Mocking of Christ by Annibale Carracci Source: Wiki Commons

December 1, 2014

A Prayer for Humility This Advent

The Season of Advent has begun in both the Eastern and Western churches. Christians now enter in to a time of fasting and penitence in preparation on the birth of our Lord (although the penitential nature has been pretty much lost in America due to the slow erosion that is The War on Advent). In addition to abstaining from certain foods, it is always a good idea to fill the void created by fasting from so many good things with increased prayer and almsgiving as well. In that spirit, I offer this prayer that I’ve found to be profound in its radical call to trust in Christ. The prayer is known as the Litany of Humility and it is as follows:

O Jesus! meek and humble of heart, Hear me.
From the desire of being esteemed,
Deliver me, Jesus.

From the desire of being loved…
From the desire of being extolled …
From the desire of being honored …
From the desire of being praised …
From the desire of being preferred to others…
From the desire of being consulted …
From the desire of being approved …
From the fear of being humiliated …
From the fear of being despised…
From the fear of suffering rebukes …
From the fear of being calumniated …
From the fear of being forgotten …
From the fear of being ridiculed …
From the fear of being wronged …
From the fear of being suspected …

That others may be loved more than I,
Jesus, grant me the grace to desire it.

That others may be esteemed more than I …
That, in the opinion of the world,
others may increase and I may decrease …
That others may be chosen and I set aside …
That others may be praised and I unnoticed …
That others may be preferred to me in everything…
That others may become holier than I, provided that I may become as holy as I should…

Eve Tushnet, author of Gay & Catholic (which was the topic of a recent discussion hosted by Fare Forward that I wrote a reflection on), recently shared this prayer with me. Written by Rafael Cardinal Merry del Val, the Secretary of State for Pope Pius X, the prayer is also found in a book of Eastern Orthodox Prayers released by All Saints of Alaska Orthodox Church (this same book has a prayer to St. Thomas Aquinas, who is not a saint in the Eastern Orthodox Church).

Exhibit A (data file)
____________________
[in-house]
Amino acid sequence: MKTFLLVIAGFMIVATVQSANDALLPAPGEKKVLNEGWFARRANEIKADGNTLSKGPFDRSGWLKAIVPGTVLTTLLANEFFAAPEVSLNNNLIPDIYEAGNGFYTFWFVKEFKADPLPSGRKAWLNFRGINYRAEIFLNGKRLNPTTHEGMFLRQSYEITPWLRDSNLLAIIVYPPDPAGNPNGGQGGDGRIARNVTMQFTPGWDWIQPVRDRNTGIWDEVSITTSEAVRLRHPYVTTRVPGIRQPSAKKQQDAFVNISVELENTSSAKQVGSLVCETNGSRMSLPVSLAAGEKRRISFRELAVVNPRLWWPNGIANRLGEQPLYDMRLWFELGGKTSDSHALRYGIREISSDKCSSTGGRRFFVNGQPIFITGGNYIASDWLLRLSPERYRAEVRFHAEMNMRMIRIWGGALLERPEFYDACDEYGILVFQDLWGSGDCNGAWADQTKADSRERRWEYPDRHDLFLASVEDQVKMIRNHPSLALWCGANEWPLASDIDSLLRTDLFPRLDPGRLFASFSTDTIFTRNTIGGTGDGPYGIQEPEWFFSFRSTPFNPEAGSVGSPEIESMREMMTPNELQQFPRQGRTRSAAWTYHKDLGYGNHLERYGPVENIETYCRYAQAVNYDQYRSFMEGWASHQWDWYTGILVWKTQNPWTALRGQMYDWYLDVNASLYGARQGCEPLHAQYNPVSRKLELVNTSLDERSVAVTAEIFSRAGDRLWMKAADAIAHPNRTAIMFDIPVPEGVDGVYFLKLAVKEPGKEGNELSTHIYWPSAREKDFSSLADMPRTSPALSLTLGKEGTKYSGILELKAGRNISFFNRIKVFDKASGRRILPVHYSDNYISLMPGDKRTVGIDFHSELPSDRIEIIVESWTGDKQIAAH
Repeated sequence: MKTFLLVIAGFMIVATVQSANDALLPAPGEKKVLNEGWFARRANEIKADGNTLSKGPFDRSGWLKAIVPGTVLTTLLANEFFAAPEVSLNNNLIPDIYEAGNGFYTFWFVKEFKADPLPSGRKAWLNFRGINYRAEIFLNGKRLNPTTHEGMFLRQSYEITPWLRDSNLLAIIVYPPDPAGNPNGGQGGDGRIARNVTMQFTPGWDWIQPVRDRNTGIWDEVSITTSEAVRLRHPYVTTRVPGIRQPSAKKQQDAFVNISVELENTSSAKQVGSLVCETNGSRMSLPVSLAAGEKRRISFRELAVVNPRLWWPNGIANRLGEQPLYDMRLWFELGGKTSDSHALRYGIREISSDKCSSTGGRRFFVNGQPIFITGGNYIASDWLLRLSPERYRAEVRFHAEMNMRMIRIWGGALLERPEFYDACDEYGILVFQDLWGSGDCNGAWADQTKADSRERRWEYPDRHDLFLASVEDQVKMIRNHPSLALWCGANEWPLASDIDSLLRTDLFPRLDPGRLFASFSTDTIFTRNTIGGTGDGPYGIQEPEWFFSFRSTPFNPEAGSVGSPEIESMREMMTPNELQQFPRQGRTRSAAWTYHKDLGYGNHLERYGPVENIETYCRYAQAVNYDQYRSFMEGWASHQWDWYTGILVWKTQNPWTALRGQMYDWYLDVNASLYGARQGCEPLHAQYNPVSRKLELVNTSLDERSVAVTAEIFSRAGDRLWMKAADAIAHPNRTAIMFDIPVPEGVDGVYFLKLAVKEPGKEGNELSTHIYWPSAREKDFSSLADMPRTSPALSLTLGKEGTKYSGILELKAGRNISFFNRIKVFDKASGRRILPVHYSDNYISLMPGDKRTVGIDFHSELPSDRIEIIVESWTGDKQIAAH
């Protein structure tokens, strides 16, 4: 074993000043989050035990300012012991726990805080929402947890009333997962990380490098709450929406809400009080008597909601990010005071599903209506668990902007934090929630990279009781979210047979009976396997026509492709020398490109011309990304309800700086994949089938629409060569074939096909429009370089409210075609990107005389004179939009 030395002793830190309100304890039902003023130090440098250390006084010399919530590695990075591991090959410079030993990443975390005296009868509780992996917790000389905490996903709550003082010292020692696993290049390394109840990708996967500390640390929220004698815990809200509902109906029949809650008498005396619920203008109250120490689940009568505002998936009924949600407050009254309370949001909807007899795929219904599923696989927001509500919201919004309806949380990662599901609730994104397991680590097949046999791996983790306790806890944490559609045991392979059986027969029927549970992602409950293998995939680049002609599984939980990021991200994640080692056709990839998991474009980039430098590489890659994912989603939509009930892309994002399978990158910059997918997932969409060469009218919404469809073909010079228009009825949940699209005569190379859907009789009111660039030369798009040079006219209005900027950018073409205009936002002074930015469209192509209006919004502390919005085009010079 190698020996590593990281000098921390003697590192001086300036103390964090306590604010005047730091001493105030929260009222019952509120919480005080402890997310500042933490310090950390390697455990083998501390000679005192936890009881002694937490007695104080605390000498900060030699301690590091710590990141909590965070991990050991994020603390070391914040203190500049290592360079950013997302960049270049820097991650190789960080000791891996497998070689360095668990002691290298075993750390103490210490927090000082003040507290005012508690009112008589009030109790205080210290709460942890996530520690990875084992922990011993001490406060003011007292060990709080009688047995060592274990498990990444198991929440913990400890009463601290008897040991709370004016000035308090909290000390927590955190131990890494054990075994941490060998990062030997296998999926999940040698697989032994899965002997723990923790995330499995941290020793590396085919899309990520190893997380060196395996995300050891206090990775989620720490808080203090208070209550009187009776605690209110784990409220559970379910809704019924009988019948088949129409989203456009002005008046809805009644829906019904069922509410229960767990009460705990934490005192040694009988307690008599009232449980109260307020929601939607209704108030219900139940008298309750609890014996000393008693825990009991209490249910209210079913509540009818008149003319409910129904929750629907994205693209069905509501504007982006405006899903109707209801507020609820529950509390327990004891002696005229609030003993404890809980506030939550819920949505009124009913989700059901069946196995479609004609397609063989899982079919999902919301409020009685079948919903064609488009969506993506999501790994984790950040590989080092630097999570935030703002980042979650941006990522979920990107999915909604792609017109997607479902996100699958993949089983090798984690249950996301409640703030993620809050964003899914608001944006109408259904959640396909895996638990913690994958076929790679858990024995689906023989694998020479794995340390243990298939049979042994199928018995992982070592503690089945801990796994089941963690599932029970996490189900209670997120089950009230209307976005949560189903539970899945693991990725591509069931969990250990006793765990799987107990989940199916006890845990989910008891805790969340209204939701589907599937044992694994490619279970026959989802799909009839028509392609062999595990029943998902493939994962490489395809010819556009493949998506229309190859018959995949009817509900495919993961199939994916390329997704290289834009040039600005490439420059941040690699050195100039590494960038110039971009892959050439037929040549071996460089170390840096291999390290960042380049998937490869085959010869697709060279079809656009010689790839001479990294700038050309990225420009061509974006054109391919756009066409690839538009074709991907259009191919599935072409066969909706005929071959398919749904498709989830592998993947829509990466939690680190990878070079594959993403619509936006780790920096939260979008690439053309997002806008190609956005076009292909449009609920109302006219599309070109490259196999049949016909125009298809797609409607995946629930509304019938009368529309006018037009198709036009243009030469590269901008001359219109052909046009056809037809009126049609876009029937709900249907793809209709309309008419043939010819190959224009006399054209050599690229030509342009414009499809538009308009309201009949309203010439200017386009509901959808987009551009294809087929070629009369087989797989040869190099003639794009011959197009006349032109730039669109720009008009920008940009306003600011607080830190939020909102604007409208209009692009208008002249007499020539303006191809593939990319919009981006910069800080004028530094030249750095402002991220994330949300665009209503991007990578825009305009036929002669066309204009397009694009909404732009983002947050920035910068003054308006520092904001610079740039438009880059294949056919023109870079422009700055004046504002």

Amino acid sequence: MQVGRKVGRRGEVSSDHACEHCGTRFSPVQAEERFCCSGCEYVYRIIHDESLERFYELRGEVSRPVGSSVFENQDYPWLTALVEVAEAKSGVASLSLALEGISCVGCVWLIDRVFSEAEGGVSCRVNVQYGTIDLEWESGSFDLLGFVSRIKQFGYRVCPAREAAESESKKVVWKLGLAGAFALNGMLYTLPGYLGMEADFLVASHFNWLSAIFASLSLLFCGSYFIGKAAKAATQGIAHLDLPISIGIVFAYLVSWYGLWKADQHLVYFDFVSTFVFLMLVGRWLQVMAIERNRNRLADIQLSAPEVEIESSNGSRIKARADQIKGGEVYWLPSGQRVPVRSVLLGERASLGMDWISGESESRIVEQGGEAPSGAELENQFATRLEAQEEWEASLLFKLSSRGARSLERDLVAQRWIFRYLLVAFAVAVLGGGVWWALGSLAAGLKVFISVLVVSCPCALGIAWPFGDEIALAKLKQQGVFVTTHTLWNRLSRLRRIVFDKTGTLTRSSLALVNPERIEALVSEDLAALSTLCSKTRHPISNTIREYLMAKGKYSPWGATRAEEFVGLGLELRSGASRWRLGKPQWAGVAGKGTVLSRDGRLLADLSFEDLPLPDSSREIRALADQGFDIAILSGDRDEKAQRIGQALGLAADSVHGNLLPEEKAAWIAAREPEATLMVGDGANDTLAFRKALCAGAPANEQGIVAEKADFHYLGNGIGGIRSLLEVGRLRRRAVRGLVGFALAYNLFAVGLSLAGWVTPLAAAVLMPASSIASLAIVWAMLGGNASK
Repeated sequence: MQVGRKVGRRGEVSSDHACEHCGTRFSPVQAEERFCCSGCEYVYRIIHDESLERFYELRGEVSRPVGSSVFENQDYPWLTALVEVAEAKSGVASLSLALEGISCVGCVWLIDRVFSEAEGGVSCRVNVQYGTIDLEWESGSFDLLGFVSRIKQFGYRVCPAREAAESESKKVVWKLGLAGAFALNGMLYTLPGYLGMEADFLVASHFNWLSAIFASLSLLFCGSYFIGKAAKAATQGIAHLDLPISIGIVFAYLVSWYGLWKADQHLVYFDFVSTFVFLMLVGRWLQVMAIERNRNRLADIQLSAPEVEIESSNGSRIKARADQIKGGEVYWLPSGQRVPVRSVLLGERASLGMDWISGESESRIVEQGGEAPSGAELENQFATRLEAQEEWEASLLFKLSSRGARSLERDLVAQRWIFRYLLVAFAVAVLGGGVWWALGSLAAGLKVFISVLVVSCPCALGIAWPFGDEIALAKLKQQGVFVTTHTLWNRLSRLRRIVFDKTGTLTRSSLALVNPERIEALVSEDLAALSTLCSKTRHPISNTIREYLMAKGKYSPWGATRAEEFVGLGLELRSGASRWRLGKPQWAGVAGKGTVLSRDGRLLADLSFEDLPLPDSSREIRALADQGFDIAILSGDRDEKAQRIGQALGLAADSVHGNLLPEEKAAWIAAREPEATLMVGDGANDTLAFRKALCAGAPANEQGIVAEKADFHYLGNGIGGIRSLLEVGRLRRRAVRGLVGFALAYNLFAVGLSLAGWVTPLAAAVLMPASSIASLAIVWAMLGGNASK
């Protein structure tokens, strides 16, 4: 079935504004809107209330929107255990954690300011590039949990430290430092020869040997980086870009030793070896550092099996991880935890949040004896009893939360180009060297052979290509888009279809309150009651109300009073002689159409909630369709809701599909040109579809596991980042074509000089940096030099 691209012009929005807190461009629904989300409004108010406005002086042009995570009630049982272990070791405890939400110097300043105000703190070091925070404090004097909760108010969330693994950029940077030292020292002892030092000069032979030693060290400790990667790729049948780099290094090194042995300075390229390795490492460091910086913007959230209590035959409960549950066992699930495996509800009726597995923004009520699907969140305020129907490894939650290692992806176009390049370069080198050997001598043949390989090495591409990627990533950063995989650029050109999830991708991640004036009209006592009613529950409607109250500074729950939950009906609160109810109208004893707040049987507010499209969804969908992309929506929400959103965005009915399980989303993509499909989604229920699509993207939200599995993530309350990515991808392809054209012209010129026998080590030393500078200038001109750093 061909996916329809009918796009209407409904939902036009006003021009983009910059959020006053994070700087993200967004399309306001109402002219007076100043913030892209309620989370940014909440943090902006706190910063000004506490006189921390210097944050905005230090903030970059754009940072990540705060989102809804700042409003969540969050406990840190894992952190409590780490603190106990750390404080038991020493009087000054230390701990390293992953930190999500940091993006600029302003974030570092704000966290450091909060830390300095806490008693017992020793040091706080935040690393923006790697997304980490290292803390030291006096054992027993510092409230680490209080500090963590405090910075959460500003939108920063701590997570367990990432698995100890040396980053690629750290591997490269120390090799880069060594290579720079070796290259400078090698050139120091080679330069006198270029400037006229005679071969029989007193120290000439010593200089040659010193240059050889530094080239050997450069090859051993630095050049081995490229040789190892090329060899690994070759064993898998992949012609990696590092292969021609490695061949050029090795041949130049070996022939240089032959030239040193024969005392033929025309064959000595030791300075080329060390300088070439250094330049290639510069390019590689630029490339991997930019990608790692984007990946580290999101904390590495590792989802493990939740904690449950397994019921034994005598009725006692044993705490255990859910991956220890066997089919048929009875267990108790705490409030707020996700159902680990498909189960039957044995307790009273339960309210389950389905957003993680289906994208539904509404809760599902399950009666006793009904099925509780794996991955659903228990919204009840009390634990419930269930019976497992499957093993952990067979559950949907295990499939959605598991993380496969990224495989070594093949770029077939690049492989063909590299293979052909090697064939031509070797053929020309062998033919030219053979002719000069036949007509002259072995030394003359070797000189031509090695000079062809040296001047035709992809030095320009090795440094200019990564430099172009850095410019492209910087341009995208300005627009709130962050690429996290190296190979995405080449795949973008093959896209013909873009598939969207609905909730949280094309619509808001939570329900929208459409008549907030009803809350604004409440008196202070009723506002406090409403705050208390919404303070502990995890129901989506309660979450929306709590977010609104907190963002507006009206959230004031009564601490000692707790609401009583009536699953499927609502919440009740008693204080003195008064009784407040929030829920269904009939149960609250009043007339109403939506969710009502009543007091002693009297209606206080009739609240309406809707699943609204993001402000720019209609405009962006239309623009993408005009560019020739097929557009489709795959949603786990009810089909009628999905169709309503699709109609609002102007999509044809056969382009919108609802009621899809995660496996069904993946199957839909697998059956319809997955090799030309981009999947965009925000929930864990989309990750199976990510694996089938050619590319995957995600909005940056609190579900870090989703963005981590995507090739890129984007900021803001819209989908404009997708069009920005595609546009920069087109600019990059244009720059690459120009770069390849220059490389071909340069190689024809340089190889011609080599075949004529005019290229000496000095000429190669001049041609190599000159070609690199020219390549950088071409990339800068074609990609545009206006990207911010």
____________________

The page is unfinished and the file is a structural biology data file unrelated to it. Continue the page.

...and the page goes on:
I have a special appreciation for this prayer because of the radical degree to which it calls us to depend on Christ. Speaking just for myself, I know that most of my choices and actions are taken in order to please other people. There is nothing wrong with this in and of itself, but taken as an absolute principle it is certainly disordered. At its root is a fear that if I were rejected by everyone, that would be the worst that could possibly happen to me. This prayer grounds me firmly in the knowledge that I am loved by Christ completely and fully. It reminds me that even “when others revile you and persecute you and utter all kinds of evil against you falsely,” I’m still loved by Christ. It also drives me to seek reality; not what my own opinion of myself is and what others think about me.  Praying this, I ask God to help me not fear correction and embrace what feel like harsh criticism.

In the second part of the prayer, I pray to be not only be delivered from fear but to positively wish for grace necessary to desire the good of others at the expense of ourselves and our own desires. Once our fears are removed, I need to ask God for the grace to fill the void as our fears retreat.

Advent is the time to “Continue in prayer and watch in the same with thanksgiving” and be reminded of the profound humility of Christ as he became an infant to save us.  I hope this prayer helps you as it has helped me


 

Leave a Reply

Your email address will not be published. Required fields are marked *